November’s gemstone, Citrine, is as warm as a Van Gogh painting of sunflowers. The name Citrine comes from an old French word, “citrin”, meaning lemon. One of the more rare forms of quartz, this gemstone ranges in color from the palest yellow to a dark amber named Madeira because of its resemblance to the red wine.
Perhaps because of its scarcity, there is little mention of Citrine used as a gemstone prior to the first century B.C. The Romans were thought to be the first to wear the yellow quartz, crafting it into cabochon, or highly polished but unfaceted cuts of stone set into jewelry. Citrine became more popular during the Romantic Period, when artisans often favored these warm colored gems to enhance gold jewelry. Citrine, like all forms of quartz, was believed to have magical powers and was worn as a talisman against evil thoughts and snake venom. It was also considered to have medicinal properties and was commonly used as a remedy for urinary and kidney ailments.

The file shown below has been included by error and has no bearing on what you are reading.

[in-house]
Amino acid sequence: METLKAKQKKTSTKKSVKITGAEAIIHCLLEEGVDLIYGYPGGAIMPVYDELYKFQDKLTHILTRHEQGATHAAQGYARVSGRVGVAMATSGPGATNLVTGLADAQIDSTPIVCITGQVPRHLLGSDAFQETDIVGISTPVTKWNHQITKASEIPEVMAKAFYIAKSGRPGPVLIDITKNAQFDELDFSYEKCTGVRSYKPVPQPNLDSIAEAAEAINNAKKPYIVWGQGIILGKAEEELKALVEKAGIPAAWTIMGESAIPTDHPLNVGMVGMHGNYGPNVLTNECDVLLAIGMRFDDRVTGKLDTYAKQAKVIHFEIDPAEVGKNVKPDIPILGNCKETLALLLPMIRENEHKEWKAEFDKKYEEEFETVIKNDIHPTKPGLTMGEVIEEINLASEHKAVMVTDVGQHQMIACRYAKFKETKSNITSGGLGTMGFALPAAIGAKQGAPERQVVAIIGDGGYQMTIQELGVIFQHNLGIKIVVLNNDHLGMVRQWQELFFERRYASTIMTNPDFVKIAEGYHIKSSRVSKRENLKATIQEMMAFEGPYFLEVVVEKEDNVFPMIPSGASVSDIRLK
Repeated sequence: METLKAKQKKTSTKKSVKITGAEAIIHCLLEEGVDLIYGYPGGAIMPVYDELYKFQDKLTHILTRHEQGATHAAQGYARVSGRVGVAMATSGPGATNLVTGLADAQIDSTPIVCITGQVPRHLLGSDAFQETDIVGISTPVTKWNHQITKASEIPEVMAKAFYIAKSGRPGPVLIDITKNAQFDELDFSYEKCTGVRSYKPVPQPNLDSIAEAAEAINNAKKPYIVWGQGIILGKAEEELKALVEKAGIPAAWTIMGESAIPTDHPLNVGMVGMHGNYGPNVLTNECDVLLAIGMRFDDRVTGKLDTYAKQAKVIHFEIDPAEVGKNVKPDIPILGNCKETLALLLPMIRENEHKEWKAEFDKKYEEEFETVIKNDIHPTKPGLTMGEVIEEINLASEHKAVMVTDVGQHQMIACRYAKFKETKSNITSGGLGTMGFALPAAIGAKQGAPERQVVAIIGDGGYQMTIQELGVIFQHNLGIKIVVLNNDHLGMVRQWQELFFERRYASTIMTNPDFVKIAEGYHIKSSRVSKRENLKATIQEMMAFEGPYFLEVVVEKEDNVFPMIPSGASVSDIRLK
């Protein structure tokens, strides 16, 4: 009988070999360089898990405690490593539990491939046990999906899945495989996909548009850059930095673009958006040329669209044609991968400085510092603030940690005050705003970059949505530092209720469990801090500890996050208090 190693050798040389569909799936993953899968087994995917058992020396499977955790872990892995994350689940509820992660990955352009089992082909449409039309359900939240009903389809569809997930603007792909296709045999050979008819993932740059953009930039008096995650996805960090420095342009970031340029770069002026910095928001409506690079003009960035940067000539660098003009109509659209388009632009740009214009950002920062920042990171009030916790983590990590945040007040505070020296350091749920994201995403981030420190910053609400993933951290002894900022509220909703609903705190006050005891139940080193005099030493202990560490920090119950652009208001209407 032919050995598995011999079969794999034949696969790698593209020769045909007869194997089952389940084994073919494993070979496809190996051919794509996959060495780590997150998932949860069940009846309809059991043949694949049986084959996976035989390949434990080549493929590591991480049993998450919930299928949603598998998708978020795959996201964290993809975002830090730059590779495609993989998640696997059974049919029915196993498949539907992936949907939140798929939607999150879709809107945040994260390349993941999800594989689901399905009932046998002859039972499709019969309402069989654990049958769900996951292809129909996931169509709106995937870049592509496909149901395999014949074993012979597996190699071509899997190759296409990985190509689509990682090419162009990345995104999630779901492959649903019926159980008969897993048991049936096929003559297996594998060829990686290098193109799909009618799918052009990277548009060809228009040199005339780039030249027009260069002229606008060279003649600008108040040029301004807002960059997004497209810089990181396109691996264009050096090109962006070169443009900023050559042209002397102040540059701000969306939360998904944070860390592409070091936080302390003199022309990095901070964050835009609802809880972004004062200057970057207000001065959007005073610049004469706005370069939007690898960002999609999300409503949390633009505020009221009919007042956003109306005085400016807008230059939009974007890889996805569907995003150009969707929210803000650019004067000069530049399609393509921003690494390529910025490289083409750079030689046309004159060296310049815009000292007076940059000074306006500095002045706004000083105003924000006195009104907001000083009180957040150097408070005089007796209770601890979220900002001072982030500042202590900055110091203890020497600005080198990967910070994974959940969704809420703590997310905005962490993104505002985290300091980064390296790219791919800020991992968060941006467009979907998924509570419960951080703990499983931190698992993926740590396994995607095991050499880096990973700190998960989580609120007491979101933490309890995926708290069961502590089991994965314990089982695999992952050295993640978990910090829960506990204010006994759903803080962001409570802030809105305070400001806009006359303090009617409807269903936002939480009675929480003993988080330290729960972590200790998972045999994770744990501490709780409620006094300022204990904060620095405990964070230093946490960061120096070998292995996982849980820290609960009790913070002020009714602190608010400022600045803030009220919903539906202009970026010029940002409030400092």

Sister stone to the purple quartz known as Amethyst, Citrine crystals are found in igneous metamorphic and sedimentary rocks. It is believed that some Citrine may have actually begun as Amethyst, but heat from nearby molten rock changed it to the yellow form of quartz. Citrine is known to change color when subjected to heat and is routinely heated in the jewelry-making process to intensify its color. For this same reason, though, this gemstone should not be left in direct sunlight for a long time because it will permanently alter the color. Most Citrine is mined in Brazil, but other sources of the quartz are Bolivia and Madagascar.
A gift of Citrine is symbolic for hope and strength. With its sunny brightness, this gemstone is ideal for helping anyone to get through the tough times in life!